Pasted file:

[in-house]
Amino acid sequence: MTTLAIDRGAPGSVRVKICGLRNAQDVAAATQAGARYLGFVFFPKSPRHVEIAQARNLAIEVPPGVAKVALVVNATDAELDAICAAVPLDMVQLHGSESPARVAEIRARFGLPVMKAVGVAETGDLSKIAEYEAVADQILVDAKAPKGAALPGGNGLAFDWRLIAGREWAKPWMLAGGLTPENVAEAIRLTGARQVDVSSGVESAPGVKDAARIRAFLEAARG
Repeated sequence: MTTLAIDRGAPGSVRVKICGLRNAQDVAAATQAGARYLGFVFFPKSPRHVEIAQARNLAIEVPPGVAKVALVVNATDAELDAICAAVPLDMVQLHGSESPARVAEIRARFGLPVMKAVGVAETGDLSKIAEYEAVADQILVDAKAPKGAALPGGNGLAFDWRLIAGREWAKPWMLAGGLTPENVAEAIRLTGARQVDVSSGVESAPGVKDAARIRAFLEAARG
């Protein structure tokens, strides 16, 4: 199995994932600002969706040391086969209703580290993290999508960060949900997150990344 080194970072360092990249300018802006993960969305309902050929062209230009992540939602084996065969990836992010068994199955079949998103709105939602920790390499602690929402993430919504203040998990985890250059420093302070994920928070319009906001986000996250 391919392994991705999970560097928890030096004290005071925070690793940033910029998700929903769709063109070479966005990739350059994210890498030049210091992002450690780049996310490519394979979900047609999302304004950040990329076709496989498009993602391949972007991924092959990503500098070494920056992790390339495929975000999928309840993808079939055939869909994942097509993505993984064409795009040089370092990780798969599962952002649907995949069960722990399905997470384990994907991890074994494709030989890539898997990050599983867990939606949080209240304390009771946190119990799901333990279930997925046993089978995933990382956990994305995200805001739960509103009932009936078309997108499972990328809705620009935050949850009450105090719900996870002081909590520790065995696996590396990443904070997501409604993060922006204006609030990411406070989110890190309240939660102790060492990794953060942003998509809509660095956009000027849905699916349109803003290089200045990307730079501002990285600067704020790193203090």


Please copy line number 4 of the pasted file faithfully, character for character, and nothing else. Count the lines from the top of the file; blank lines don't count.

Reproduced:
């Protein structure tokens, strides 16, 4: 199995994932600002969706040391086969209703580290993290999508960060949900997150990344 080194970072360092990249300018802006993960969305309902050929062209230009992540939602084996065969990836992010068994199955079949998103709105939602920790390499602690929402993430919504203040998990985890250059420093302070994920928070319009906001986000996250 391919392994991705999970560097928890030096004290005071925070690793940033910029998700929903769709063109070479966005990739350059994210890498030049210091992002450690780049996310490519394979979900047609999302304004950040990329076709496989498009993602391949972007991924092959990503500098070494920056992790390339495929975000999928309840993808079939055939869909994942097509993505993984064409795009040089370092990780798969599962952002649907995949069960722990399905997470384990994907991890074994494709030989890539898997990050599983867990939606949080209240304390009771946190119990799901333990279930997925046993089978995933990382956990994305995200805001739960509103009932009936078309997108499972990328809705620009935050949850009450105090719900996870002081909590520790065995696996590396990443904070997501409604993060922006204006609030990411406070989110890190309240939660102790060492990794953060942003998509809509660095956009000027849905699916349109803003290089200045990307730079501002990285600067704020790193203090």